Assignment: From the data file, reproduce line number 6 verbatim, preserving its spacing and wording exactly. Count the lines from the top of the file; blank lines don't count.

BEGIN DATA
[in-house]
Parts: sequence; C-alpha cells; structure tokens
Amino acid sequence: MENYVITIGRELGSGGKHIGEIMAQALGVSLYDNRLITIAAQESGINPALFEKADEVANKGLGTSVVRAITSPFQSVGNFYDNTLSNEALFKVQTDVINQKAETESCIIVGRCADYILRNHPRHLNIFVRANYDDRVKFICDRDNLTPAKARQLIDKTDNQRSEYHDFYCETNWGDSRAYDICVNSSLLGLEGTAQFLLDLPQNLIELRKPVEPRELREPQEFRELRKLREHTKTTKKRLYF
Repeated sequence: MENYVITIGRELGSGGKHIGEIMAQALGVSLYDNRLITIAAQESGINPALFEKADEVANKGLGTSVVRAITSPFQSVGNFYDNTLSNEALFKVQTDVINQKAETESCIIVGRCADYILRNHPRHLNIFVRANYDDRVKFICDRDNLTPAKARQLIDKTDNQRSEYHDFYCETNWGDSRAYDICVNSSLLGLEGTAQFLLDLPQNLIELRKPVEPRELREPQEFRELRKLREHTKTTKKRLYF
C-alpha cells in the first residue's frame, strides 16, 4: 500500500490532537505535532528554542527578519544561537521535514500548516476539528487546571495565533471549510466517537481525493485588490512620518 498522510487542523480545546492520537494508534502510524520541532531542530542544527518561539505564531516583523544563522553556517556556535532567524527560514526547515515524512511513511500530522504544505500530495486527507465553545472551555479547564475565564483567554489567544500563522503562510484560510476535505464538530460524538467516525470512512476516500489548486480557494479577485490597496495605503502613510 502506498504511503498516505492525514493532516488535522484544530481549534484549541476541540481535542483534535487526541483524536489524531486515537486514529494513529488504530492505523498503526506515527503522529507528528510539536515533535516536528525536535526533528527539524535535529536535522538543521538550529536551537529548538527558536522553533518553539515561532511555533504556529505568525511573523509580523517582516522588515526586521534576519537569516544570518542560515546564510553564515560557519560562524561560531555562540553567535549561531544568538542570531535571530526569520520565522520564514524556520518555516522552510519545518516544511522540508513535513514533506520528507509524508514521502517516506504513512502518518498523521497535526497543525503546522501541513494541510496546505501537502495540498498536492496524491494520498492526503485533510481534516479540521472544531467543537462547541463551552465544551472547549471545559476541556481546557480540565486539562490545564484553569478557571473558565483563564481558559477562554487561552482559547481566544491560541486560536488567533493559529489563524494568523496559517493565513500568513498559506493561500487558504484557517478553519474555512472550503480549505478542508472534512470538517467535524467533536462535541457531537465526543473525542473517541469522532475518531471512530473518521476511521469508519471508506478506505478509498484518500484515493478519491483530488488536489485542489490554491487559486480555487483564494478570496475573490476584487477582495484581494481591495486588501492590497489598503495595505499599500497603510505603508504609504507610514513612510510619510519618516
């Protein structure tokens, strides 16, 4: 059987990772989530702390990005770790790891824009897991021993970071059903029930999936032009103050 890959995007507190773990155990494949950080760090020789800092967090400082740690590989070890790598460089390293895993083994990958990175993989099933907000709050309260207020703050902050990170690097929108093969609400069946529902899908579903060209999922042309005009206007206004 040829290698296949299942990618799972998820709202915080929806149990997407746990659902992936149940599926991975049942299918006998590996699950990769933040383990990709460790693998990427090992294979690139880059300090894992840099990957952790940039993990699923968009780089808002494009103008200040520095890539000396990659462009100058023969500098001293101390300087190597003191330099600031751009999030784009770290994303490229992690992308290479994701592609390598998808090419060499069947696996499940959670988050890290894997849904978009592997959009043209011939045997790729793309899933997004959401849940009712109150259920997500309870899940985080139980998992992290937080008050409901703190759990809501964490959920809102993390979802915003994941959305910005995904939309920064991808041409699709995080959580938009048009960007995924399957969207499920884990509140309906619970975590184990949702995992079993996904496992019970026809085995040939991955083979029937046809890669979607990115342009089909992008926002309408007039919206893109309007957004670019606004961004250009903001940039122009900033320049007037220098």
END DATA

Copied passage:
């Protein structure tokens, strides 16, 4: 059987990772989530702390990005770790790891824009897991021993970071059903029930999936032009103050 890959995007507190773990155990494949950080760090020789800092967090400082740690590989070890790598460089390293895993083994990958990175993989099933907000709050309260207020703050902050990170690097929108093969609400069946529902899908579903060209999922042309005009206007206004 040829290698296949299942990618799972998820709202915080929806149990997407746990659902992936149940599926991975049942299918006998590996699950990769933040383990990709460790693998990427090992294979690139880059300090894992840099990957952790940039993990699923968009780089808002494009103008200040520095890539000396990659462009100058023969500098001293101390300087190597003191330099600031751009999030784009770290994303490229992690992308290479994701592609390598998808090419060499069947696996499940959670988050890290894997849904978009592997959009043209011939045997790729793309899933997004959401849940009712109150259920997500309870899940985080139980998992992290937080008050409901703190759990809501964490959920809102993390979802915003994941959305910005995904939309920064991808041409699709995080959580938009048009960007995924399957969207499920884990509140309906619970975590184990949702995992079993996904496992019970026809085995040939991955083979029937046809890669979607990115342009089909992008926002309408007039919206893109309007957004670019606004961004250009903001940039122009900033320049007037220098």